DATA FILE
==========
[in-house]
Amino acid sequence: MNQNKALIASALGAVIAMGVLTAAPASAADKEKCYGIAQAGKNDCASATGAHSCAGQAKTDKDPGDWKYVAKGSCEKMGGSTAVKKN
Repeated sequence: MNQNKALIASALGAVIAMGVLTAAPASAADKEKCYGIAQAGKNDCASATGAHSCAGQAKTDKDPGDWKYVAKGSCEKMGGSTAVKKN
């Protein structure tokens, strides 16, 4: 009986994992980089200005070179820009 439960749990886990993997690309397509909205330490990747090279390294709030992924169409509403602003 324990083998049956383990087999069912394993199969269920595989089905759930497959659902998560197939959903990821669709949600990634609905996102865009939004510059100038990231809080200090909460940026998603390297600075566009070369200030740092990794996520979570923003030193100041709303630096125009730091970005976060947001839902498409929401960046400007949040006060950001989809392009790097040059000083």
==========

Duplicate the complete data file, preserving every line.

[in-house]
Amino acid sequence: MNQNKALIASALGAVIAMGVLTAAPASAADKEKCYGIAQAGKNDCASATGAHSCAGQAKTDKDPGDWKYVAKGSCEKMGGSTAVKKN
Repeated sequence: MNQNKALIASALGAVIAMGVLTAAPASAADKEKCYGIAQAGKNDCASATGAHSCAGQAKTDKDPGDWKYVAKGSCEKMGGSTAVKKN
């Protein structure tokens, strides 16, 4: 009986994992980089200005070179820009 439960749990886990993997690309397509909205330490990747090279390294709030992924169409509403602003 324990083998049956383990087999069912394993199969269920595989089905759930497959659902998560197939959903990821669709949600990634609905996102865009939004510059100038990231809080200090909460940026998603390297600075566009070369200030740092990794996520979570923003030193100041709303630096125009730091970005976060947001839902498409929401960046400007949040006060950001989809392009790097040059000083």